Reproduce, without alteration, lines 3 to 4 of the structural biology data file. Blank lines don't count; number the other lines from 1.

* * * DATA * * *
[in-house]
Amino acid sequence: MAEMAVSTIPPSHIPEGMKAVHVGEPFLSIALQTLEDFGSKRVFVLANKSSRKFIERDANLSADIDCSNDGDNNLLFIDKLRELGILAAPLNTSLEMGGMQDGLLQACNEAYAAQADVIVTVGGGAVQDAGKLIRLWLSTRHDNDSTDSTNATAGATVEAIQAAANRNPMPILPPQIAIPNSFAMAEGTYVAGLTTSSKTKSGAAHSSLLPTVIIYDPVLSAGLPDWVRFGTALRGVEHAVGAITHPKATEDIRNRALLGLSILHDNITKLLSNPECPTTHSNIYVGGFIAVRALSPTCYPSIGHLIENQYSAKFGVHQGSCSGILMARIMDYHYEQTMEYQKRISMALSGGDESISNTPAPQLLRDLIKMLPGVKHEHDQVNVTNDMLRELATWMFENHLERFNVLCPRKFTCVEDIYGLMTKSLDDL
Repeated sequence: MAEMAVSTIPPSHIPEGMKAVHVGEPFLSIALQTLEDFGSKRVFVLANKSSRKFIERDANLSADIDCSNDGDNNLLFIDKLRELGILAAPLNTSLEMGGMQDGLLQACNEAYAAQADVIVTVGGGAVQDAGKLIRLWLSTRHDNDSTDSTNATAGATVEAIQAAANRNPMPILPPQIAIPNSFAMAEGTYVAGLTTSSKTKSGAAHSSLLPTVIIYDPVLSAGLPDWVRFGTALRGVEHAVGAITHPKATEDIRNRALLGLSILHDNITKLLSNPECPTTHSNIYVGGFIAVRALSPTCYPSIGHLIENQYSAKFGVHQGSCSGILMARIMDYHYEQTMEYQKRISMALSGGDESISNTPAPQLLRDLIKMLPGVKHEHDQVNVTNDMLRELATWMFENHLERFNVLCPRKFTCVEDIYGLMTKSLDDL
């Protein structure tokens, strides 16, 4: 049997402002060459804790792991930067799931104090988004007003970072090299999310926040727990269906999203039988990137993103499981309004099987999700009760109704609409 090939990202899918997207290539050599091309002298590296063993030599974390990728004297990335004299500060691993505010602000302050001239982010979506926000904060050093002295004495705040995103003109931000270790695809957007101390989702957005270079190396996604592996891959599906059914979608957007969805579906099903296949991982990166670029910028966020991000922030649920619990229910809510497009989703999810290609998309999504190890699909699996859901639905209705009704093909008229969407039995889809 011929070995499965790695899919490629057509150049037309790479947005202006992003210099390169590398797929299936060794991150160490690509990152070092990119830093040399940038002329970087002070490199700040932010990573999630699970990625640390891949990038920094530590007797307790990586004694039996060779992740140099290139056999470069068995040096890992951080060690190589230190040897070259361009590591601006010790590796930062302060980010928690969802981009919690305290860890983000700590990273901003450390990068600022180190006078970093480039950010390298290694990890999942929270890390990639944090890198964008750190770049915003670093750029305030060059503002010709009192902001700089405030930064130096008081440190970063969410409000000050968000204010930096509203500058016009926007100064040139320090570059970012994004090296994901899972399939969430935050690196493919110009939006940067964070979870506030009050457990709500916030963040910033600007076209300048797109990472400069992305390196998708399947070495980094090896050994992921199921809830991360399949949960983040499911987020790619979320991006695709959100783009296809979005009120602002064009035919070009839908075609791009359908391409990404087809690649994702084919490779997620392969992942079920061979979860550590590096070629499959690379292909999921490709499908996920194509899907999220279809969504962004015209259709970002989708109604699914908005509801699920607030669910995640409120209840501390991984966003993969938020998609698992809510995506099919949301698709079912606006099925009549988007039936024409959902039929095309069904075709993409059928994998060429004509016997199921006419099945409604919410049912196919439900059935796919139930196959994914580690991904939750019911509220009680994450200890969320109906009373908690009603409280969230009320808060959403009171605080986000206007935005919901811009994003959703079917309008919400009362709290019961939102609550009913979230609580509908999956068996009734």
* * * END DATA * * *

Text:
Repeated sequence: MAEMAVSTIPPSHIPEGMKAVHVGEPFLSIALQTLEDFGSKRVFVLANKSSRKFIERDANLSADIDCSNDGDNNLLFIDKLRELGILAAPLNTSLEMGGMQDGLLQACNEAYAAQADVIVTVGGGAVQDAGKLIRLWLSTRHDNDSTDSTNATAGATVEAIQAAANRNPMPILPPQIAIPNSFAMAEGTYVAGLTTSSKTKSGAAHSSLLPTVIIYDPVLSAGLPDWVRFGTALRGVEHAVGAITHPKATEDIRNRALLGLSILHDNITKLLSNPECPTTHSNIYVGGFIAVRALSPTCYPSIGHLIENQYSAKFGVHQGSCSGILMARIMDYHYEQTMEYQKRISMALSGGDESISNTPAPQLLRDLIKMLPGVKHEHDQVNVTNDMLRELATWMFENHLERFNVLCPRKFTCVEDIYGLMTKSLDDL
């Protein structure tokens, strides 16, 4: 049997402002060459804790792991930067799931104090988004007003970072090299999310926040727990269906999203039988990137993103499981309004099987999700009760109704609409 090939990202899918997207290539050599091309002298590296063993030599974390990728004297990335004299500060691993505010602000302050001239982010979506926000904060050093002295004495705040995103003109931000270790695809957007101390989702957005270079190396996604592996891959599906059914979608957007969805579906099903296949991982990166670029910028966020991000922030649920619990229910809510497009989703999810290609998309999504190890699909699996859901639905209705009704093909008229969407039995889809 011929070995499965790695899919490629057509150049037309790479947005202006992003210099390169590398797929299936060794991150160490690509990152070092990119830093040399940038002329970087002070490199700040932010990573999630699970990625640390891949990038920094530590007797307790990586004694039996060779992740140099290139056999470069068995040096890992951080060690190589230190040897070259361009590591601006010790590796930062302060980010928690969802981009919690305290860890983000700590990273901003450390990068600022180190006078970093480039950010390298290694990890999942929270890390990639944090890198964008750190770049915003670093750029305030060059503002010709009192902001700089405030930064130096008081440190970063969410409000000050968000204010930096509203500058016009926007100064040139320090570059970012994004090296994901899972399939969430935050690196493919110009939006940067964070979870506030009050457990709500916030963040910033600007076209300048797109990472400069992305390196998708399947070495980094090896050994992921199921809830991360399949949960983040499911987020790619979320991006695709959100783009296809979005009120602002064009035919070009839908075609791009359908391409990404087809690649994702084919490779997620392969992942079920061979979860550590590096070629499959690379292909999921490709499908996920194509899907999220279809969504962004015209259709970002989708109604699914908005509801699920607030669910995640409120209840501390991984966003993969938020998609698992809510995506099919949301698709079912606006099925009549988007039936024409959902039929095309069904075709993409059928994998060429004509016997199921006419099945409604919410049912196919439900059935796919139930196959994914580690991904939750019911509220009680994450200890969320109906009373908690009603409280969230009320808060959403009171605080986000206007935005919901811009994003959703079917309008919400009362709290019961939102609550009913979230609580509908999956068996009734």